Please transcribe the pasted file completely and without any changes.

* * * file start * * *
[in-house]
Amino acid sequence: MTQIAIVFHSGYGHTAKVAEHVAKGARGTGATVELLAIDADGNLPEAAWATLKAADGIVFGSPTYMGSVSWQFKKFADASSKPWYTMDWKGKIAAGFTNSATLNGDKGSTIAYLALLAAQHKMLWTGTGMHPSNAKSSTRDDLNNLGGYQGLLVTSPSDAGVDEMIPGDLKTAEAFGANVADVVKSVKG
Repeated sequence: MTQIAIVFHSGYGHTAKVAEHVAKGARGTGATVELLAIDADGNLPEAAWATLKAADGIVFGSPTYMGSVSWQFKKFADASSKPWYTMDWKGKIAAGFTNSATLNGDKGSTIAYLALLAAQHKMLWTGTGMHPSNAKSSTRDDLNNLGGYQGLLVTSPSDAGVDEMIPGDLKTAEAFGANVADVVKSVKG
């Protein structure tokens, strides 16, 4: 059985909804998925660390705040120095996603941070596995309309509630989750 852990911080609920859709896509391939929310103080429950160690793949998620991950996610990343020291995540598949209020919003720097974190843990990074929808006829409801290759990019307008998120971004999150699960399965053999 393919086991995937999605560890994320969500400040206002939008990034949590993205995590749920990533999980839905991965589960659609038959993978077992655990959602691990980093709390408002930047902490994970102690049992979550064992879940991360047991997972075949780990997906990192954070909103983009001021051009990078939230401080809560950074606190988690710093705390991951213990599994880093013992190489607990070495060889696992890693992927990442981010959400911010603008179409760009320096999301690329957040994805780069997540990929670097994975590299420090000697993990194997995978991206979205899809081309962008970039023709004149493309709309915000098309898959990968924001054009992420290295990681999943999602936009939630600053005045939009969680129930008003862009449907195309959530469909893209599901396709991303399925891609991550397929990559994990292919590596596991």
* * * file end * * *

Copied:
[in-house]
Amino acid sequence: MTQIAIVFHSGYGHTAKVAEHVAKGARGTGATVELLAIDADGNLPEAAWATLKAADGIVFGSPTYMGSVSWQFKKFADASSKPWYTMDWKGKIAAGFTNSATLNGDKGSTIAYLALLAAQHKMLWTGTGMHPSNAKSSTRDDLNNLGGYQGLLVTSPSDAGVDEMIPGDLKTAEAFGANVADVVKSVKG
Repeated sequence: MTQIAIVFHSGYGHTAKVAEHVAKGARGTGATVELLAIDADGNLPEAAWATLKAADGIVFGSPTYMGSVSWQFKKFADASSKPWYTMDWKGKIAAGFTNSATLNGDKGSTIAYLALLAAQHKMLWTGTGMHPSNAKSSTRDDLNNLGGYQGLLVTSPSDAGVDEMIPGDLKTAEAFGANVADVVKSVKG
């Protein structure tokens, strides 16, 4: 059985909804998925660390705040120095996603941070596995309309509630989750 852990911080609920859709896509391939929310103080429950160690793949998620991950996610990343020291995540598949209020919003720097974190843990990074929808006829409801290759990019307008998120971004999150699960399965053999 393919086991995937999605560890994320969500400040206002939008990034949590993205995590749920990533999980839905991965589960659609038959993978077992655990959602691990980093709390408002930047902490994970102690049992979550064992879940991360047991997972075949780990997906990192954070909103983009001021051009990078939230401080809560950074606190988690710093705390991951213990599994880093013992190489607990070495060889696992890693992927990442981010959400911010603008179409760009320096999301690329957040994805780069997540990929670097994975590299420090000697993990194997995978991206979205899809081309962008970039023709004149493309709309915000098309898959990968924001054009992420290295990681999943999602936009939630600053005045939009969680129930008003862009449907195309959530469909893209599901396709991303399925891609991550397929990559994990292919590596596991």